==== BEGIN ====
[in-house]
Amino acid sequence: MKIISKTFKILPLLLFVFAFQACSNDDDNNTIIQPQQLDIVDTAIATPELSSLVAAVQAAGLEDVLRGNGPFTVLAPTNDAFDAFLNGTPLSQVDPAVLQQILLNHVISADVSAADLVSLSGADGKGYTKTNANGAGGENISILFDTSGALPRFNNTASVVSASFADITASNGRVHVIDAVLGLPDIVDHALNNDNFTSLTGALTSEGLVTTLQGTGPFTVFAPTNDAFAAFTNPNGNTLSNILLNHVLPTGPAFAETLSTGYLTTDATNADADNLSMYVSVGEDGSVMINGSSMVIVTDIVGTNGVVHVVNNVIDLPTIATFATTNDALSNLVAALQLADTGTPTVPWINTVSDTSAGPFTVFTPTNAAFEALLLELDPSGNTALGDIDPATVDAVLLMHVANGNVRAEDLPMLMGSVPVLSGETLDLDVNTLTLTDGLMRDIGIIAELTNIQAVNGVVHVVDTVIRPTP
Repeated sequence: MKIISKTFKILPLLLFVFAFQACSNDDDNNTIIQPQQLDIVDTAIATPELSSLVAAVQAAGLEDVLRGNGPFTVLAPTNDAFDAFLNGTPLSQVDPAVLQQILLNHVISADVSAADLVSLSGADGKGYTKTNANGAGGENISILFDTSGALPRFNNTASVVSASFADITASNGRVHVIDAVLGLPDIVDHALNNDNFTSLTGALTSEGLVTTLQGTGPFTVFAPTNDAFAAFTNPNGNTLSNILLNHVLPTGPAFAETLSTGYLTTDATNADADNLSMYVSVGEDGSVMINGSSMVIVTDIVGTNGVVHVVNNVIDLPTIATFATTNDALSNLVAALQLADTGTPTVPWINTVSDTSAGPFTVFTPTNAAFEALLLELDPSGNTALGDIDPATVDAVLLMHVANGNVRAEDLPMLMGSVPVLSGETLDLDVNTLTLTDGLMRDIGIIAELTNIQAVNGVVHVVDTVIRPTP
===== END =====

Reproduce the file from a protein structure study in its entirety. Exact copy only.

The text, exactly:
[in-house]
Amino acid sequence: MKIISKTFKILPLLLFVFAFQACSNDDDNNTIIQPQQLDIVDTAIATPELSSLVAAVQAAGLEDVLRGNGPFTVLAPTNDAFDAFLNGTPLSQVDPAVLQQILLNHVISADVSAADLVSLSGADGKGYTKTNANGAGGENISILFDTSGALPRFNNTASVVSASFADITASNGRVHVIDAVLGLPDIVDHALNNDNFTSLTGALTSEGLVTTLQGTGPFTVFAPTNDAFAAFTNPNGNTLSNILLNHVLPTGPAFAETLSTGYLTTDATNADADNLSMYVSVGEDGSVMINGSSMVIVTDIVGTNGVVHVVNNVIDLPTIATFATTNDALSNLVAALQLADTGTPTVPWINTVSDTSAGPFTVFTPTNAAFEALLLELDPSGNTALGDIDPATVDAVLLMHVANGNVRAEDLPMLMGSVPVLSGETLDLDVNTLTLTDGLMRDIGIIAELTNIQAVNGVVHVVDTVIRPTP
Repeated sequence: MKIISKTFKILPLLLFVFAFQACSNDDDNNTIIQPQQLDIVDTAIATPELSSLVAAVQAAGLEDVLRGNGPFTVLAPTNDAFDAFLNGTPLSQVDPAVLQQILLNHVISADVSAADLVSLSGADGKGYTKTNANGAGGENISILFDTSGALPRFNNTASVVSASFADITASNGRVHVIDAVLGLPDIVDHALNNDNFTSLTGALTSEGLVTTLQGTGPFTVFAPTNDAFAAFTNPNGNTLSNILLNHVLPTGPAFAETLSTGYLTTDATNADADNLSMYVSVGEDGSVMINGSSMVIVTDIVGTNGVVHVVNNVIDLPTIATFATTNDALSNLVAALQLADTGTPTVPWINTVSDTSAGPFTVFTPTNAAFEALLLELDPSGNTALGDIDPATVDAVLLMHVANGNVRAEDLPMLMGSVPVLSGETLDLDVNTLTLTDGLMRDIGIIAELTNIQAVNGVVHVVDTVIRPTP